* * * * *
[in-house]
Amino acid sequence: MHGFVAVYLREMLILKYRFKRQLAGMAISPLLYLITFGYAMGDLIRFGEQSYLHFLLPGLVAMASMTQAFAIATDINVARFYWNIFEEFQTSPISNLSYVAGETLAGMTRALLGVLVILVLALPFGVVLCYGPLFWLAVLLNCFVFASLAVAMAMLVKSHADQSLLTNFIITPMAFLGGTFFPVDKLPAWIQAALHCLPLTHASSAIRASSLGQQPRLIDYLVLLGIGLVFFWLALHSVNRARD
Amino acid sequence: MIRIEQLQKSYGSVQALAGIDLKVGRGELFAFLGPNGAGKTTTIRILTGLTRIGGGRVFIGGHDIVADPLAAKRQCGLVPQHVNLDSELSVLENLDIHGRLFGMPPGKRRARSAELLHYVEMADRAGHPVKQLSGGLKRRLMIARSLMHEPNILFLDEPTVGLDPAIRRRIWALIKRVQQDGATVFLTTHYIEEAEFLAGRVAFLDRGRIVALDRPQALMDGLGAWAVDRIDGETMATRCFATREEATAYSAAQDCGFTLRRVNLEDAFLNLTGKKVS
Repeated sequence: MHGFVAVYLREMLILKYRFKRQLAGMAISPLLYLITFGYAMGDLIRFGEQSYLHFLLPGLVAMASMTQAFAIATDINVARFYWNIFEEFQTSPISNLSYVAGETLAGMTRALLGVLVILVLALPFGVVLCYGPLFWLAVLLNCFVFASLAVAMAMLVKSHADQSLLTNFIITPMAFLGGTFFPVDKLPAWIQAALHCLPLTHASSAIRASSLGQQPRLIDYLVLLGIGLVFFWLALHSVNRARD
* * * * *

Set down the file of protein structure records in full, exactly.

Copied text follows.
[in-house]
Amino acid sequence: MHGFVAVYLREMLILKYRFKRQLAGMAISPLLYLITFGYAMGDLIRFGEQSYLHFLLPGLVAMASMTQAFAIATDINVARFYWNIFEEFQTSPISNLSYVAGETLAGMTRALLGVLVILVLALPFGVVLCYGPLFWLAVLLNCFVFASLAVAMAMLVKSHADQSLLTNFIITPMAFLGGTFFPVDKLPAWIQAALHCLPLTHASSAIRASSLGQQPRLIDYLVLLGIGLVFFWLALHSVNRARD
Amino acid sequence: MIRIEQLQKSYGSVQALAGIDLKVGRGELFAFLGPNGAGKTTTIRILTGLTRIGGGRVFIGGHDIVADPLAAKRQCGLVPQHVNLDSELSVLENLDIHGRLFGMPPGKRRARSAELLHYVEMADRAGHPVKQLSGGLKRRLMIARSLMHEPNILFLDEPTVGLDPAIRRRIWALIKRVQQDGATVFLTTHYIEEAEFLAGRVAFLDRGRIVALDRPQALMDGLGAWAVDRIDGETMATRCFATREEATAYSAAQDCGFTLRRVNLEDAFLNLTGKKVS
Repeated sequence: MHGFVAVYLREMLILKYRFKRQLAGMAISPLLYLITFGYAMGDLIRFGEQSYLHFLLPGLVAMASMTQAFAIATDINVARFYWNIFEEFQTSPISNLSYVAGETLAGMTRALLGVLVILVLALPFGVVLCYGPLFWLAVLLNCFVFASLAVAMAMLVKSHADQSLLTNFIITPMAFLGGTFFPVDKLPAWIQAALHCLPLTHASSAIRASSLGQQPRLIDYLVLLGIGLVFFWLALHSVNRARD